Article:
I visit my website using Chrome on macOS Mojave, for example, qa.abc.com, and the SSL leaf certificate is from customer-test.ssl.fastly.net. I recently updated the CNAME record in my DNS for qa.abc.com so that it should point b3.shared.global.fastly.net. When I visit qa.abc.com, it resolves the SSL certificate at customer-test.ssl.fastly.net instead of b3.shared.global.fastly.net.
You would think clearing the cache might do the trick, but nope, whether it's Chrome's incognito mode or clearing its cache, still the same. Then I checked on both Safari, Firefox, and even tried to run the following command in my Terminal:
echo | openssl s_client -connect qa.abc.com:443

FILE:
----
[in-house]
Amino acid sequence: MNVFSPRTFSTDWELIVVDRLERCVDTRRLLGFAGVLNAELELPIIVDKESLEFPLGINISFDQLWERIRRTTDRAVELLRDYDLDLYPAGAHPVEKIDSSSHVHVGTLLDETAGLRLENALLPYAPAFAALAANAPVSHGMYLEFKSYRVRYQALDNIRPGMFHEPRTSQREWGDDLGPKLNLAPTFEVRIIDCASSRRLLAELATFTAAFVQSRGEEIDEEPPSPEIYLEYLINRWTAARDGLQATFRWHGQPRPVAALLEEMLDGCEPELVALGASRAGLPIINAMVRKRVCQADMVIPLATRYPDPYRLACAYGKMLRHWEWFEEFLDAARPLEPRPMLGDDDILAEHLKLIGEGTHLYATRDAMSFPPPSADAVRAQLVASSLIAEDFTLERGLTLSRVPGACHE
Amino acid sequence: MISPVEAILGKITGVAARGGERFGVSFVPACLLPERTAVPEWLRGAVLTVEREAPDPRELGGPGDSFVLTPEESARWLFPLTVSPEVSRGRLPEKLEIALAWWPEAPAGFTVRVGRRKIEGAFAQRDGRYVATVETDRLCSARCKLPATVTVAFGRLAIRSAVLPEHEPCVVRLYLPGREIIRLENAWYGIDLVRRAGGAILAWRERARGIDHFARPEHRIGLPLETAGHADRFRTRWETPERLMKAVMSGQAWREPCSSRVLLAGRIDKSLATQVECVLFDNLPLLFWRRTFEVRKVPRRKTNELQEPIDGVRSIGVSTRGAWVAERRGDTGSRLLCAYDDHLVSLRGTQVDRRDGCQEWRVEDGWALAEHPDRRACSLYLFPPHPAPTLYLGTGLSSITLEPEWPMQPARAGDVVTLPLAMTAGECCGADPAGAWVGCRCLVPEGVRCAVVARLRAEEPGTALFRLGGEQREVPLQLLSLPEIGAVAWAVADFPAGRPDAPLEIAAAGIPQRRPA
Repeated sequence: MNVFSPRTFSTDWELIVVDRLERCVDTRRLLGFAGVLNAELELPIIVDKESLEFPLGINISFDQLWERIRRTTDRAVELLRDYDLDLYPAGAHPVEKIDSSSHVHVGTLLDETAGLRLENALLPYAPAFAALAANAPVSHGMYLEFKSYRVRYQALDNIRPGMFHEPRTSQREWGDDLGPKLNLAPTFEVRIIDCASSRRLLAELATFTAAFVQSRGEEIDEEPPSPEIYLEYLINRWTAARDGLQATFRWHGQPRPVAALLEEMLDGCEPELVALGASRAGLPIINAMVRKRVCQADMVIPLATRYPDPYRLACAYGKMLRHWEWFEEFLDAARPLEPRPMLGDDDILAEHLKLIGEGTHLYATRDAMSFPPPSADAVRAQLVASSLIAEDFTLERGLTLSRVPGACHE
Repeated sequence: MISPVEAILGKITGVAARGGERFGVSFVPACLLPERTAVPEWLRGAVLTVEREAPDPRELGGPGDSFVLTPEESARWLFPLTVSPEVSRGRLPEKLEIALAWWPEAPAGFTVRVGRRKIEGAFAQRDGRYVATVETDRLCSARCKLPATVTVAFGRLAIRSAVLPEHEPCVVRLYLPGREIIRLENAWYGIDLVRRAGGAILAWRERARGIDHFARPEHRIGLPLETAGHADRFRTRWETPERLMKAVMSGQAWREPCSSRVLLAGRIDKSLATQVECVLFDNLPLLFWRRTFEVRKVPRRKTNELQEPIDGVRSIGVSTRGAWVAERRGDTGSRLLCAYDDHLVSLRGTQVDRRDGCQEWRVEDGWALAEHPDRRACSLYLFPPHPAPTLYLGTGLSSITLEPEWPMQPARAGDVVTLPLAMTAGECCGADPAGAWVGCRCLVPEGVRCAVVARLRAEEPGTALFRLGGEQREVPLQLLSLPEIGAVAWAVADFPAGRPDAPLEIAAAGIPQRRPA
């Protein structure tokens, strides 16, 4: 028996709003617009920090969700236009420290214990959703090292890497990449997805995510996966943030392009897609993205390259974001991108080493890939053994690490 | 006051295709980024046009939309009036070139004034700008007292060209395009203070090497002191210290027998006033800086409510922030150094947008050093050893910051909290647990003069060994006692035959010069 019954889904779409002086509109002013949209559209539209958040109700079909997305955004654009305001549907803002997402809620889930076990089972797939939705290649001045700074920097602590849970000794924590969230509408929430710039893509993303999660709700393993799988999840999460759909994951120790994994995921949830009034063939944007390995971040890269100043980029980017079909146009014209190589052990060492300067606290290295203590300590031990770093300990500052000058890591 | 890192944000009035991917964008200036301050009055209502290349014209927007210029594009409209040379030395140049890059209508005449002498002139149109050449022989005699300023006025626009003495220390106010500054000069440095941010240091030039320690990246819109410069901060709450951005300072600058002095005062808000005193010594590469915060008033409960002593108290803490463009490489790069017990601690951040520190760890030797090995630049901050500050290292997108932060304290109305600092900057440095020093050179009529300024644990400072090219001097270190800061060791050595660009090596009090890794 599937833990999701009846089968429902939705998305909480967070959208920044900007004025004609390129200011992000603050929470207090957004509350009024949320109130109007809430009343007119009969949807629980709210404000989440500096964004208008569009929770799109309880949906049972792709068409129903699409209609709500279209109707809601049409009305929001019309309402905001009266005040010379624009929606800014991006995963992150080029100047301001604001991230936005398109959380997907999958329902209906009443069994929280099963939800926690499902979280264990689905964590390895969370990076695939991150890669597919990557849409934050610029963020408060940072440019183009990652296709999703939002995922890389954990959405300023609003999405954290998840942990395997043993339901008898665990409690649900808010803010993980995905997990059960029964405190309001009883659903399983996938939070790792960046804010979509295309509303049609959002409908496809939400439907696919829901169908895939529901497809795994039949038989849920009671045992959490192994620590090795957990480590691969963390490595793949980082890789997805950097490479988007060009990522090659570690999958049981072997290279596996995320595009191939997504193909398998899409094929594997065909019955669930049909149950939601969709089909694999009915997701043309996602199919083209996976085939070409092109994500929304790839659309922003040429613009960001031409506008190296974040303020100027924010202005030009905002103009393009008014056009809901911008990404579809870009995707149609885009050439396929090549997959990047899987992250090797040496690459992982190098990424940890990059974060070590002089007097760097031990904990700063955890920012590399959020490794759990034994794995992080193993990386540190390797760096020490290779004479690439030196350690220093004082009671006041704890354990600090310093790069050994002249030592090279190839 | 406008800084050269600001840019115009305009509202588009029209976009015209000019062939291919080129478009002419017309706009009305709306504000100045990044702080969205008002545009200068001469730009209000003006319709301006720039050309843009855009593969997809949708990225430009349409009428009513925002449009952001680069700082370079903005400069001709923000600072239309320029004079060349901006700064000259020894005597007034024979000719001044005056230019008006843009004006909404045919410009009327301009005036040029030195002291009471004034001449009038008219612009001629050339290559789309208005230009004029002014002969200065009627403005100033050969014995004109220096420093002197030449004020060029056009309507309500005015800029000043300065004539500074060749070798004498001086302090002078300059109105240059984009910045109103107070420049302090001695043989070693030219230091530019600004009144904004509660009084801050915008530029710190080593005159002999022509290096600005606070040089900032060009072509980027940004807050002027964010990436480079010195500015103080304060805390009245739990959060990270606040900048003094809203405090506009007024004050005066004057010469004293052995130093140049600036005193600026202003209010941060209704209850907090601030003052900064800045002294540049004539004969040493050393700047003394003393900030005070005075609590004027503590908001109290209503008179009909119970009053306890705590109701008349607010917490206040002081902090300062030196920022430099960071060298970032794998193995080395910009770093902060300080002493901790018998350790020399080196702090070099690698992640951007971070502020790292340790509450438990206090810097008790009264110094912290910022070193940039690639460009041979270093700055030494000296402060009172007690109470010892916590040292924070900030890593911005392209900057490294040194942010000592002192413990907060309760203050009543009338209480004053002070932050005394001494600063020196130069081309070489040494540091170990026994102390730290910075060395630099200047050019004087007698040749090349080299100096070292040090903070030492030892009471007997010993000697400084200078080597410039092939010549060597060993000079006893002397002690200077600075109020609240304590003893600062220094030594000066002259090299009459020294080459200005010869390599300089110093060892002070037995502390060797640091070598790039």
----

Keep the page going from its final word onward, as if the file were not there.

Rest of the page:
with the result being:
--- Certificate chain 0 s:/C=US/ST=California/L=San Francisco/O=Fastly, Inc./CN=customer-test.ssl.fastly.net i:/C=BE/O=GlobalSign nv-sa/CN=GlobalSign CloudSSL CA - SHA256 - G3 1 s:/C=BE/O=GlobalSign nv-sa/CN=GlobalSign CloudSSL CA - SHA256 - G3 i:/C=BE/O=GlobalSign nv-sa/OU=Root CA/CN=GlobalSign Root CA
If I jump onto my brother's Windows 10 machine on the same wifi network, the website correctly pulls the SSL certificate from b3.shared.global.fastly.net. If I access the site via my iPhone 6, it's correctly pulling from b3.shared.global.fastly.net. If I browse on my MacBook via tethering on my iPhone 6, it still shows up as customer-test.ssl.fastly.net.
So, we know that:
I suspect that the mapping between a SSL certificate and a domain is cached somewhere at the operating system level.
Other things I've tried but did not work: